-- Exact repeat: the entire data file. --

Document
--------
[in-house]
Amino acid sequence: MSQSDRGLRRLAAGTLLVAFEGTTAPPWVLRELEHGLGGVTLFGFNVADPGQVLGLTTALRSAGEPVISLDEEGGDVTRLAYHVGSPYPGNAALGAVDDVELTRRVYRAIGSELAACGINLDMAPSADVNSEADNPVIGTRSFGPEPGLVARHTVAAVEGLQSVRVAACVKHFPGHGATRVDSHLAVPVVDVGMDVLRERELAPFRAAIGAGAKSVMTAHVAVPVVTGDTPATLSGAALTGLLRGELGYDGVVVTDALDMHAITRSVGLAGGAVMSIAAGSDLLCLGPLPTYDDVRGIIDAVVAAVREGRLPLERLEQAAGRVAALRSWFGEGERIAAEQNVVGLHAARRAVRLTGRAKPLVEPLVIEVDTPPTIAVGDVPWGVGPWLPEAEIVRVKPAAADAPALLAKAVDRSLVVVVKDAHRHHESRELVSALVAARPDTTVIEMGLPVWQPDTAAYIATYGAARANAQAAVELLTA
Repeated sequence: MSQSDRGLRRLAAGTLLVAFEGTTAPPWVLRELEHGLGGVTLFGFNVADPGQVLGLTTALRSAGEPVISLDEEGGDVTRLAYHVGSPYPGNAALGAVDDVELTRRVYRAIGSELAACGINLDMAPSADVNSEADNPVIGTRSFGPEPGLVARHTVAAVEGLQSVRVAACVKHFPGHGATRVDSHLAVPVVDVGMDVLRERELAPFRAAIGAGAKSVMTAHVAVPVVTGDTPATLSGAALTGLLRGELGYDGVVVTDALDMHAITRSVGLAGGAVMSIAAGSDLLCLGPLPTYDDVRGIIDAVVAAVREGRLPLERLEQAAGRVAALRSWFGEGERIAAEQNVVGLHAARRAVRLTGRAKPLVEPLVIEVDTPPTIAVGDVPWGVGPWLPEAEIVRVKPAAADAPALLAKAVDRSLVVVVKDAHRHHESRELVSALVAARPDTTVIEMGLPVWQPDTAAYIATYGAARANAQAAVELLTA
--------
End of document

[in-house]
Amino acid sequence: MSQSDRGLRRLAAGTLLVAFEGTTAPPWVLRELEHGLGGVTLFGFNVADPGQVLGLTTALRSAGEPVISLDEEGGDVTRLAYHVGSPYPGNAALGAVDDVELTRRVYRAIGSELAACGINLDMAPSADVNSEADNPVIGTRSFGPEPGLVARHTVAAVEGLQSVRVAACVKHFPGHGATRVDSHLAVPVVDVGMDVLRERELAPFRAAIGAGAKSVMTAHVAVPVVTGDTPATLSGAALTGLLRGELGYDGVVVTDALDMHAITRSVGLAGGAVMSIAAGSDLLCLGPLPTYDDVRGIIDAVVAAVREGRLPLERLEQAAGRVAALRSWFGEGERIAAEQNVVGLHAARRAVRLTGRAKPLVEPLVIEVDTPPTIAVGDVPWGVGPWLPEAEIVRVKPAAADAPALLAKAVDRSLVVVVKDAHRHHESRELVSALVAARPDTTVIEMGLPVWQPDTAAYIATYGAARANAQAAVELLTA
Repeated sequence: MSQSDRGLRRLAAGTLLVAFEGTTAPPWVLRELEHGLGGVTLFGFNVADPGQVLGLTTALRSAGEPVISLDEEGGDVTRLAYHVGSPYPGNAALGAVDDVELTRRVYRAIGSELAACGINLDMAPSADVNSEADNPVIGTRSFGPEPGLVARHTVAAVEGLQSVRVAACVKHFPGHGATRVDSHLAVPVVDVGMDVLRERELAPFRAAIGAGAKSVMTAHVAVPVVTGDTPATLSGAALTGLLRGELGYDGVVVTDALDMHAITRSVGLAGGAVMSIAAGSDLLCLGPLPTYDDVRGIIDAVVAAVREGRLPLERLEQAAGRVAALRSWFGEGERIAAEQNVVGLHAARRAVRLTGRAKPLVEPLVIEVDTPPTIAVGDVPWGVGPWLPEAEIVRVKPAAADAPALLAKAVDRSLVVVVKDAHRHHESRELVSALVAARPDTTVIEMGLPVWQPDTAAYIATYGAARANAQAAVELLTA